Just as fashion week was coming to an end in Paris, GQ Editor, Dylan Jones announced that menswear is going to have its own fashion week in London from June onwards.
He explained in his speech that men’s fashion has never been so important in the UK and “the extraordinary appetite for menswear can be seen at all levels, from the High Street to Bond Street’.
In cities such Milan and Paris the menswear designers already get their own fashion week twice a year but now more than ever menswear is becoming a prominent part of fashion in London.
Barry Tulip, the design director of London – based tailor, Gieves and Hawkes, argues that menswear in Britain up until the 1950s was dominant.
He says: “Britain has been known for its men’s wear, it has been a really important, and it is only recently that women’s wear has taken over. For London to have its own men’s fashion week it is something that we definitely needed. The country not to have its own dedicated men fashion is strange, to have e men’s fashion week is a step forward”.
British fashion generated more than £20 billion last year, making twice as much as the car industry according to a report by British fashion council.
It is no secret that within the fashion world men have had a huge influence on what the next step will be in designs, trends and even producing the clothes.
As early as the 1820s, Charles Frederick Worth became the first male dressmaker. Before him people would purchase fabrics separately and then take them to a dress maker to be made up. For four decades as a British dressmaker, Worth was a dominant force in Western fashion, developing many of the fundamental components of the modern fashion system.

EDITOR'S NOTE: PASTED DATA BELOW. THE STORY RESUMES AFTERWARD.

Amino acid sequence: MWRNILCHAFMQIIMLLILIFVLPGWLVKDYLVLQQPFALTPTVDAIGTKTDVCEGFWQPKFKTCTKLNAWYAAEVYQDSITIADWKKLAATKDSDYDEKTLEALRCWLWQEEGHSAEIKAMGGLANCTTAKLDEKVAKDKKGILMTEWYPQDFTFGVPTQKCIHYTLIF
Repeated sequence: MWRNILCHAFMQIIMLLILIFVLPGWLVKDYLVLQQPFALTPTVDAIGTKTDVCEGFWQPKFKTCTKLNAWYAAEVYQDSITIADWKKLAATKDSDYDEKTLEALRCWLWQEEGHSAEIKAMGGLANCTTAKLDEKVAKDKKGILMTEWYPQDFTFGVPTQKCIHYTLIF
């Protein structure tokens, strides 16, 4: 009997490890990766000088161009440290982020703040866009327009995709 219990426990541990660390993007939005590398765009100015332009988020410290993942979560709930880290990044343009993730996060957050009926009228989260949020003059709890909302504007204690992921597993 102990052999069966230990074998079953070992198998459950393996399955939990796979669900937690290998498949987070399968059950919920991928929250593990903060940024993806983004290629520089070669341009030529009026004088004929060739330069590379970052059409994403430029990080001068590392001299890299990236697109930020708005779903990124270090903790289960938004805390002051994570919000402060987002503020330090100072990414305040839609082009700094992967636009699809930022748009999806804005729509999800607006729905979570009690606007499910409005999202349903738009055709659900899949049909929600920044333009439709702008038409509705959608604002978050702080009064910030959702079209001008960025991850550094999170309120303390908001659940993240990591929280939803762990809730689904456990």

The designer who revolutionised women’s wear in the fashion industry, Coco Chanel, integrated her personal – style with men’s clothing, bringing menswear materials and new silhouettes of comfort and sleekness to women’s fashion.
Fashion editors argue that she learned all her sense of elegance from men, without their inspiration Chanel would have not become the admired designer she is today. But it was not until 2001 that for the first time Chanel launched their first small high – quality collection of menswear.
Tulip says: “When you look at Chanel’s men’s wear, who would have thought that Chanel would have been able to do a men’s wear; twenty years ago it would have been completely inconsolable – it may not be the biggest part of their company but the fact that they have a men’s wear line says a lot.”
Stores buying clothes to sell to men have finally realised menswear can be as lucrative as women’s wear even though they two different worlds according to Tulip.
He says: “From a design perspective the amount of change that you can incorporate into a design is a lot greater in women’s fashion because menswear has the tendency to evolve slower and less possibilities to be as extreme then it always has to be seen in a different light”.
In an interview with the BBC the design director of Topman, Gordon Richardson claims that there are a lot more fashion cautious men that are buying clothes with more ‘colour, print and pattern’.
Tulip says: “Men have realised that there is more choice out there for them, more brands are expanding into menswear”.
Not only have men in Britain become more experimental with the clothes they purchase but they are also taking more time to style them out. Research carried out for Travelodge found that on average a man spends just over 80 minutes a day to get ready whereas a woman spent around 70 minutes.
What British designers are doing well at the moment is that they are designing wearable men’s clothes suggests fashion designer Wayne Hemingway during an interview with BBC. He says: “In some countries such as Italy, the designs look so mad sometimes that no one would really wear them outside the runway”.